Hennepin Medical joins TreeHouse Health accelerator in Minneapolis

Hennepin County Medical Center and TreeHouse Health are teaming up to spur innovation in and around the Twin Cities, becoming the latest hospital-incubator collaboration that hopes to bring ideas straight to market and reduce healthcare costs. The regional health system’s Center for Healthcare Innovation will establish a full-time presence at TreeHouse Health’s space in downtown […]

Hennepin County Medical Center and TreeHouse Health are teaming up to spur innovation in and around the Twin Cities, becoming the latest hospital-incubator collaboration that hopes to bring ideas straight to market and reduce healthcare costs.

The regional health system’s Center for Healthcare Innovation will establish a full-time presence at TreeHouse Health’s space in downtown Minneapolis for at least the next three years, officials said.

For the hospital, the partnerships extends already existing efforts to drive down the cost of care by supporting the wealth of entrepreneurial talent in the region outside of a traditional setting, Hennepin County Medical Center CEO Jon Pryor said.

“Our main focus has been looking at innovation to change care delivery, and we wanted an environment of people to get away from the day-to-day grind of the hospital.” he said, adding that being removed from the hospital allows for a “somewhat isolated place to stimulate ideas.”

“The goal of our Center for Healthcare Innovation at Hennepin is to basically improve the care delivery for patients and develop trans-formative approaches.”

Numerous hospitals across the U.S. have similarly partnered with digital health accelerators or started their own, among them Blue Print Health and New York Presbyterian, Cambia Health in Seattle and Texas Medical Center, to name a few.

TreeHouse Health, a small but growing accelerator headed by health insurance veteran John Blank, currently has seven portfolio companies in a 13,000 square-foot space near downtown.

Founded in 2013, TreeHouse Health is seeking other “anchor tenant” relationships with organizations in the payer, device, and consumer-oriented sectors of healthcare.

By joining with a major county hospital, TreeHouse companies will gain invaluable access and understanding to the industry they’re hoping to target, which could in turn lead to a quick pathway to commercialization, according to Blank.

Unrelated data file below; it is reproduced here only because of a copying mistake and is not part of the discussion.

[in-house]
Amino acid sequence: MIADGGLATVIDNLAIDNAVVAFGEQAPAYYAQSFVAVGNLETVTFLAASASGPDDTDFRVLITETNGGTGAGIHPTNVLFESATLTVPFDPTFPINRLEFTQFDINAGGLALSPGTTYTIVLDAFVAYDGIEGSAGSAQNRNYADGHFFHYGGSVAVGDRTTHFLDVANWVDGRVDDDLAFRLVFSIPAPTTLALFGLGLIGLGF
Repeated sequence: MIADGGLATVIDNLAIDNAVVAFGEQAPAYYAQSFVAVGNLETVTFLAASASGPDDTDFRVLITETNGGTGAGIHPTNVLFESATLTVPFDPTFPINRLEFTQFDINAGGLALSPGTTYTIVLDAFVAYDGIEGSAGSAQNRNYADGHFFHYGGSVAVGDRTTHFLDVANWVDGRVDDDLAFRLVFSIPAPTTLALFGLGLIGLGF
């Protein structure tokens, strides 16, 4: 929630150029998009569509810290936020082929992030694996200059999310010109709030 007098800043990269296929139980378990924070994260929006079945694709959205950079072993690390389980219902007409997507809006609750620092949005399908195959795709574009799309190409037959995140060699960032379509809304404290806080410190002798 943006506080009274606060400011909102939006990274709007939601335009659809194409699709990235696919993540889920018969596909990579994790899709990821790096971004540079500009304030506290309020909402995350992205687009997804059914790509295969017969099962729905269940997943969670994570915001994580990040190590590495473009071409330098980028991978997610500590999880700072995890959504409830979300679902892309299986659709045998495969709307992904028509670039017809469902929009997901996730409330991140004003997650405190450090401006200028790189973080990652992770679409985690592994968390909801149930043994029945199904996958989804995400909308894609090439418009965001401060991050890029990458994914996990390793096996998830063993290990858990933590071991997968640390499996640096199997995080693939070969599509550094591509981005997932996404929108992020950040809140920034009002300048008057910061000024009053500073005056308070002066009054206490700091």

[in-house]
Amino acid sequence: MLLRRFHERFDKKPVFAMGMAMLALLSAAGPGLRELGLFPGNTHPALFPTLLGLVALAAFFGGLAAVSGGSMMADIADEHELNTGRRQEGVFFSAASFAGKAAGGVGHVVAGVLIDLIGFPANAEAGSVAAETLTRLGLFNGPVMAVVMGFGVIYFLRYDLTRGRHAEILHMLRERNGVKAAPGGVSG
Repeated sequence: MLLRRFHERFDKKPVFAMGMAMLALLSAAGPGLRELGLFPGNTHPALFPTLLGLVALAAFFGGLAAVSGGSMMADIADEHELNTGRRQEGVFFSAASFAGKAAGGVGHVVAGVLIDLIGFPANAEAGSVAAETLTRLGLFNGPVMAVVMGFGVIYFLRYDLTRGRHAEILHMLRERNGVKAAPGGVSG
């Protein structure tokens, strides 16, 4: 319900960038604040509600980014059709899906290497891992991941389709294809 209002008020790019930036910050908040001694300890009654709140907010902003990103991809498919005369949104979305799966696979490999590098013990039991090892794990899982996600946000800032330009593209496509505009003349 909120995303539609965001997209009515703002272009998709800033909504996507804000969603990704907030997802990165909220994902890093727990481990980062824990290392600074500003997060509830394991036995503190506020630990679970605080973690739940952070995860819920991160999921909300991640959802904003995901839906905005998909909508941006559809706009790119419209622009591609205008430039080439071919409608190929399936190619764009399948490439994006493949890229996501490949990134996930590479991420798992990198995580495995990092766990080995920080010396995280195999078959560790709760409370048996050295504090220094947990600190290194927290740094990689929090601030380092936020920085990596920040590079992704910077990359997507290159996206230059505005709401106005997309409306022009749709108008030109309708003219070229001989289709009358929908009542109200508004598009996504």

“…These companies must understand the needs of their customers. As a major healthcare delivery system, (Hennipen) adds tremendous value to our early-stage companies,” he said in an announcement At the same time, (Hennipen’s) participation in TreeHouse Health, as part of its own innovation strategy, will help support internal innovation efforts and guide the selection of portfolio companies in which TreeHouse Health invests.”

Pryor likewise said the health system is a good fit for an incubator – it’s large enough to hold sway in the industry but not so large that it’s overly bureaucratic.

“We’re about an $850 million system,” he said. “We’re the right size. It’s a big system but not so big that we can’t move nimbly.”

Pryor also detailed the sort of challenges he hopes the collaboration can help address. It obviously included the use of technology, but equally – if perhaps not more – important, are innovative ways to address the delivery of care. To that end, rethinking the role of registered nurses, licensed vocational nurses, nurse practitioners and physician assistants is as relevant as the glitzy gadgets and buzzwords like big data.

And with big data, it’s certainly promising, Pryor said, but the attention needs to focus on the smaller hospitals and not simply healthcare giants like Kaiser Permanente or the Mayo Clinic. Those big systems, he said, do an excellent job, but the level of infrastructure they have compared to safety-net and public hospitals needs to be addressed.

“If you’re going to give people data, you need to make it actionable,” he said, “so you’re not overwhelming them with data. Make the data relevant.”

Still another is working on payment models for telemedicine, which his moving far too slowly, he said. That’s why it makes sense to partner with the accelerator.

“We’re going to be in an environment where we can react to what they’re working on and we’ll help them, and that in turn will help us,” Pryor said. “It needs a lot of transforming.”